The next time sports superstars complain about how hard their jobs are, they need to be reminded of a time when losing the game sometimes meant death. The precursor to team sports, the Mesoamerican ballgame, was played about 3,500 years ago.
Much like today’s football, the game involved teams, protective uniforms, ornate coliseums filled with fans, gambling and halftime shows. Played with an eight-pound rubber ball and three players on each team, losers of the fast-paced game were sometimes sacrificed to the gods.
A museum has teamed up with a multimedia company to provide a glimpse into the specifics and history of this sport through an unforgettable Web site experience.
The Mesoamerican Ballgame
Site address: www.ballgame.org
The Mint Museum of Art in Charlotte, N.C., owns the site and selected Interactive Knowledge Inc., an E-learning firm that specializes in working with museums and cultural organizations, to create the pages.
“Furthermore, users of the Web site can gain a knowledge of the geography and cultural context, through virtual tours of archaeological sites, for example, that are impossible in a static exhibition.”
Word from the Webwise:
Acting as an online educational companion to a traveling exhibition associated with the ancient sport (running through Dec. 30 at the Mint Museum), the site takes Internet visitors on a dynamic, interactive jaunt through Mesoamerica.
Mesoamerica covers the region between North and South America, or more specifically, Mexico, Belize, Guatemala, Honduras and El Salvador.
Not just a primer for the ballgame, the site uses several multimedia elements to highlight the historical and sociological context of the spectacle, displaying and exploring artifacts, art, symbolism, religion, music and culture.
Visitors will find four major sections, each offering creative use of Web technologies to help educate. “Explore the Mesoamerican World” features a fluid time line and map to the see the rise and fall of seven civilizations; “Explore the Ballgame” concentrates on the rubber ball, equipment worn, the court and action; “Experience the Ballgame” allows a look through the perspective of fan or player; and “Experience the Exhibition” provides information on the actual program.
My favorite section, “Explore the Ballgame,” comes complete with video footage (from the National Geographic Society) showing a live re-enactment of the game, a 360 degree walk around the court, a “Dress the Player” activity (using drag-and-drop clothing) and a 500-year-old reconstructed Aztec song honoring the patron god of the ballgame.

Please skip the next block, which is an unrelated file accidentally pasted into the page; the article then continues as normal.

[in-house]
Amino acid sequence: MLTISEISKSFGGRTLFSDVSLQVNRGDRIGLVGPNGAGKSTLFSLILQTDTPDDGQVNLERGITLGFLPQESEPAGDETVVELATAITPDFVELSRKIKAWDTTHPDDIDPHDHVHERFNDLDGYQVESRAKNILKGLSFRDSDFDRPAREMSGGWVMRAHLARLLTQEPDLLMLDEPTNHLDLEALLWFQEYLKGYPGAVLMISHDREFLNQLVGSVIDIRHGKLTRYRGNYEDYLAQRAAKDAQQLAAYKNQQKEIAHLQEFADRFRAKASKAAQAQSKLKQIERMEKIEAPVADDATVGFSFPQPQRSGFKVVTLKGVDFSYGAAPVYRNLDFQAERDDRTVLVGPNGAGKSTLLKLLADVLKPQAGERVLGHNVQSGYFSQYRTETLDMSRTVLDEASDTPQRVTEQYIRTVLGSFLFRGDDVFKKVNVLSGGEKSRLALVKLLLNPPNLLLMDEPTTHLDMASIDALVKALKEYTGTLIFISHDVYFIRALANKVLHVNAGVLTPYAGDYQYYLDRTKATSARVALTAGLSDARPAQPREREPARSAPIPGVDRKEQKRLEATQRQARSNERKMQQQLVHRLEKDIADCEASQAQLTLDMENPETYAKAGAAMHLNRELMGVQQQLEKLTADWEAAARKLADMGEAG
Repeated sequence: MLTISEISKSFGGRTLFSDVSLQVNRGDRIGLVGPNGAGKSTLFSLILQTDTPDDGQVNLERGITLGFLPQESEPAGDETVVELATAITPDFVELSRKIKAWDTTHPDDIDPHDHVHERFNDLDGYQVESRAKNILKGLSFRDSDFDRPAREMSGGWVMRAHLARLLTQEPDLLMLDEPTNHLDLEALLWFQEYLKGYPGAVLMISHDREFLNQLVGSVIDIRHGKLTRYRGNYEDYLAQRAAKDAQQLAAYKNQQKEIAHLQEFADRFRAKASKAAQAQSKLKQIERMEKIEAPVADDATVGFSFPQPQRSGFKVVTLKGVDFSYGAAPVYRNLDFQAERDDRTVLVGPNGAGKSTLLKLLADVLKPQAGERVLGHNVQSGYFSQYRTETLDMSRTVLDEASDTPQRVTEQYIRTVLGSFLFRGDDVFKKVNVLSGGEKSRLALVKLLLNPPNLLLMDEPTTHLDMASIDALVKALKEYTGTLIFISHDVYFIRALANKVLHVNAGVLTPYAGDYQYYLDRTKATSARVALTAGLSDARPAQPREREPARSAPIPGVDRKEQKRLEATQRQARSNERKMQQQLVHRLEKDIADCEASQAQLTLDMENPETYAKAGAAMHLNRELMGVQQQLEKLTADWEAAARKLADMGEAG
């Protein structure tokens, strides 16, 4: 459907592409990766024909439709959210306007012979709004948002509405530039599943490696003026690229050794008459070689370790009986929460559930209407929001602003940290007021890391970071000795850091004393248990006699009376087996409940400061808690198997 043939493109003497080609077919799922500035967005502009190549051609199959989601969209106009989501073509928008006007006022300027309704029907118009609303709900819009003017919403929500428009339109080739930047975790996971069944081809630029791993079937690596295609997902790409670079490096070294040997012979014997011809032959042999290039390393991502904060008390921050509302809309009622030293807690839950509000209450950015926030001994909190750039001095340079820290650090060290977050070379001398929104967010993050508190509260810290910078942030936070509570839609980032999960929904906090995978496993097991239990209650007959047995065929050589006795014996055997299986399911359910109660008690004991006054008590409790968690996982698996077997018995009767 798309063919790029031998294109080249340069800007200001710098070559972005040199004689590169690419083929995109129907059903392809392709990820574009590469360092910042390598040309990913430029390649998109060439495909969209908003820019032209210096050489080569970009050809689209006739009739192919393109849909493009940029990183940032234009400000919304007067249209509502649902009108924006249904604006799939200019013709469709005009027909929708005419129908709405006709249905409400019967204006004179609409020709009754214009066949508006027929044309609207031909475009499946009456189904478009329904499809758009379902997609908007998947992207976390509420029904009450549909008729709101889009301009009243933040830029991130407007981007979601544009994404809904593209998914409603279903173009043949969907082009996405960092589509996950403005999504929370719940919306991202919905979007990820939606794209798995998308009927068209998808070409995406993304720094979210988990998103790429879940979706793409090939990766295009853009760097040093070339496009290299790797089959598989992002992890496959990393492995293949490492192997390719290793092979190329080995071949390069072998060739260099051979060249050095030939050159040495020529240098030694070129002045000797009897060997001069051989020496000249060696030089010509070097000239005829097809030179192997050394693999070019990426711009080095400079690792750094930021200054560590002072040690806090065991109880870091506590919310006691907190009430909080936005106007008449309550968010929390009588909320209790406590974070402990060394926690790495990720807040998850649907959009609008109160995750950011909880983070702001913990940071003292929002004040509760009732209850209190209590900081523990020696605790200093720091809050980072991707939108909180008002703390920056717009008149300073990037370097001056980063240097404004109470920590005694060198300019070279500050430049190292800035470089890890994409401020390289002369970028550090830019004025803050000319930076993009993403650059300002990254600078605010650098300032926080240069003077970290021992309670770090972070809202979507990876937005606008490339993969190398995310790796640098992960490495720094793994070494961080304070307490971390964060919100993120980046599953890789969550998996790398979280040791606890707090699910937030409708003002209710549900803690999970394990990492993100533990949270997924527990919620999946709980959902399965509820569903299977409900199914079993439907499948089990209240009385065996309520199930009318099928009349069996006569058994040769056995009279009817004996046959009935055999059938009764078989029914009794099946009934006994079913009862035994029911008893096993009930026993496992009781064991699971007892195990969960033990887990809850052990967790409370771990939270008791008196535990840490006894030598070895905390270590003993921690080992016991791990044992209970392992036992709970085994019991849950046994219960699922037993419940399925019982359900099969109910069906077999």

This little ditty really shines. Click on the court area and an introductory text box reveals a pop-up box featuring the song “Matlatzincayotl.” Visitors can listen to the music introduction, vocal performance or spoken postscript while learning about the song’s history, purpose, lyrics and re-creation.
Ease of use:
Using Macromedia’s Flash 5 plug-in, Quicktime, a version 5.0 or above browser and at least a 56k modem connection, visitors will have a rewarding encounter with Mesoamerican Ballgame. I was blown away by the sound, imagery and video used on this site and hope teachers around the world use its fantastic capabilities.
Visitors can participate in the sport through a neat quiz masquerading as a rudimentary video game. Found under “Experience the Game,” the challenge invites players to answer five multiple choice questions from information found on the site, which will animate the cartoon players. Winners get a shower of flowers from the crowd while losers must bow before the victors.
A well-developed list of projects for the entire clan can be found under “Classroom Connections.” Everyone can take part in making a face mask, headdress and costume out of paper, or mold clay figurines and effigy vessels. Compete instructions are provided for each model and encompass everything from templates to coloring guides to educational objectives to a full glossary of terms.
I immediately was consumed in the learning process thanks to the site’s dizzying presentation. Written at a sixth-grade level, visitors age 5 and older should be able to understand the information.
Overall grade: A+
Remember: The information on the Internet is constantly changing. Please verify the advice on the sites before you act to be sure it’s accurate and updated. Health sites, for example, should be discussed with your own physician.
Have a cool site for the family? Write to Joseph Szadkowski at Webwise, The Washington Times, 3600 New York Ave. NE, Washington, D.C. 20002; call 202/636-3016; or send an e-mail message (firstname.lastname@example.org).